“Do you know why I eat only roots? Because roots are important,” explains a 104-year-old nun to the greying author and playboy Jep Gambardella, main character of Paolo Sorrentino’s recent Oscar winner, The Great Beauty. Forty years ago Gambardella wrote the roman à clef of his generation. Then he gave up writing to become the king of the beautiful people. Every night, on his huge rooftop terrace overlooking the Colosseum, Gambardella holds court for Rome’s literati, impoverished aristocrats, glamorous kids, reality stars and gluttonous prelates from the nearby Vatican City. If there’s one thing that Gambardella and his entourage sorely lack it is roots. Among the remnants of more than 2,000 years of cultural history, they hover in an impenetrable party bubble, as out of touch with the past as with the present. They might as well have existed in a parallel universe.
The Great Beauty is obviously a satire of Italian neoliberalism, or the Berlusconi era as it is often referred to after the media mogul and politician who has long been the face of the dictatorship of superficiality, where all culture has become commercialised and politics merely another form of entertainment. In an interview included in the press kit Sorrentino himself talks about a “culture of escapism” and Silvio Berlusconi’s habit of keeping parliament waiting for him while he is occupied doing “pointless, frivolous things.” Like a skilful magician who tricks us into looking in the wrong direction at the crucial moment, Berlusconi has steered people’s focus away from important issues to trivialities.
Stylistically Sorrentino’s film swings between emotionally charged burlesque, à la Fellini, and a cooler, intellectually ironic tone that makes me think more of Peter Greenaway. Both are, to be sure, excellent sources of inspiration. The satire is, admittedly, at times bitingly grotesque. As when a little girl is forced by her art-dealing parents to perform full-body action painting for their guests during a garden party. Sobbing and covered in paint from top to toe she throws herself repeatedly at a huge canvas. “Think about your career. Europe’s leading gallery owners are all here,” her parents exhort her. Or when a botox doctor, receiving his patients in a renaissance palazzo, is treated as were he the reincarnation of Michelangelo.
The great problem with The Great Beauty, however, is that Sorrentino himself ends up doing a Berlusconi on us. He points our attention away from neoliberalism’s basic zones of conflict, towards the merely trivial. In Sorrentino’s Rome we see no trace of the real victims of neoliberalism, nor of the intensified process of exploitation that feeds the around the clock party of Gambardella & Co. The working class is largely invisible. So are the unemployed, the 35-year-olds living with their parents because they can’t afford a home of their own, the actually homeless, the undocumented immigrant street vendors, the beggars. Even the obligatory waiters and waitresses are more invisible than usual. Instead Sorrentino gives us a Rome so spruced up, so beautifully lit, so softly caressed by the camera, that large sections of the film have the feel of a commercial produced by the tourist office – and a particularly glossy one at that.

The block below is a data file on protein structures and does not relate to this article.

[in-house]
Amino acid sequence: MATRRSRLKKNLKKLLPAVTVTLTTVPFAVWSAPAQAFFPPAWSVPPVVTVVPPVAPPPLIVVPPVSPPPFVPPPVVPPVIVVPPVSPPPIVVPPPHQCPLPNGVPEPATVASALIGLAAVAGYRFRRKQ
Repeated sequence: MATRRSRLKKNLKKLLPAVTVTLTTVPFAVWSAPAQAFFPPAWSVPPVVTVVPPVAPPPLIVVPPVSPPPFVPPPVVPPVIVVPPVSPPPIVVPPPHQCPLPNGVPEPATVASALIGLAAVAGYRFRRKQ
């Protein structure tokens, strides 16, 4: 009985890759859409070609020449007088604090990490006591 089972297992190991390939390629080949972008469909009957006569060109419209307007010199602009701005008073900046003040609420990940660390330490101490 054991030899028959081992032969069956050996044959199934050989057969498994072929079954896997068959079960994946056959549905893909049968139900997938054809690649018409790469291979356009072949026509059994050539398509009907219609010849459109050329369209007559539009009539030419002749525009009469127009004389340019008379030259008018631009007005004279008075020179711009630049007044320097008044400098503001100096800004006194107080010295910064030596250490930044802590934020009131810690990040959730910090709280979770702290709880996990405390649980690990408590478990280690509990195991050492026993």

Ignoring the class struggle – the almost one-sided war on the working class that defines post-1970s politics – we get the story of neoliberalism as a struggle for the soul of the bourgeoisie, a struggle in which Jep Gambardella and his likes ultimately are shown to be victims more than anything else – victims of indolence and wealth that break down the psychological fibre of their class. Tellingly, the film is populated with multiple versions of the old “poor little rich girl”-stereotype; children and young people whose misery ultimately seems to be derived from their wealth. Thus, Sorrentino feeds the absurd myth that life is particularly difficult for those who grow up economically privileged, a notion that flies in the face of the scientific fact that higher class position statistically means a longer and, physically as well as mentally, healthier life (despite the greater risk for empathy deficiency). The one and only reason for the indestructibility of this myth is obviously that some miserable people have access to a far louder voice than others.
In sharp contrast to the unhappiness of the wealthy, the few and fragmentary working or lower middle class characters in the film are presented as almost uniformly harmonious, apparently because, thanks to their relative poverty, they have the ability to appreciate the “simple pleasures” in life. Thus Jep Gambardella’s (Latin American?) maid is really nothing else than a version of Mammy in Gone With the Wind. And when Gambardella, for plot reasons I won’t go into here, makes a brief visit to the Spartan home of an elderly couple, and asks them what their plans are for the night, the man answers – in a tone of voice indicating that he has seen the light – that his wife will finish her ironing, then they will have a glass of wine and watch some television. Hallelujah, how blessed is the simplicity of the poor!
Ultimately The Great Beauty confirms what has been apparent already in the director’s earlier films (not least in the equally overrated Il Divo) – that Paolo Sorrentino, the Neapolitan son of a banker, is as blinkered as his characters. He cannot see outside of his class, cannot understand it in relation to other classes. And this lack of context – this rootlessness – spills over to the aesthetics as well. The film ends up loose and warped. Satire gives place to sentimentality. Federico Fellini and Peter Greenaway cohabit uncomfortably. And the social criticism disappears behind the glossy pictures of a tourist brochure.
Daniel Lindvall is editor-in-chief of Film International.
The Great Beauty was released on Blu-ray and DVD by The Criterion Collection.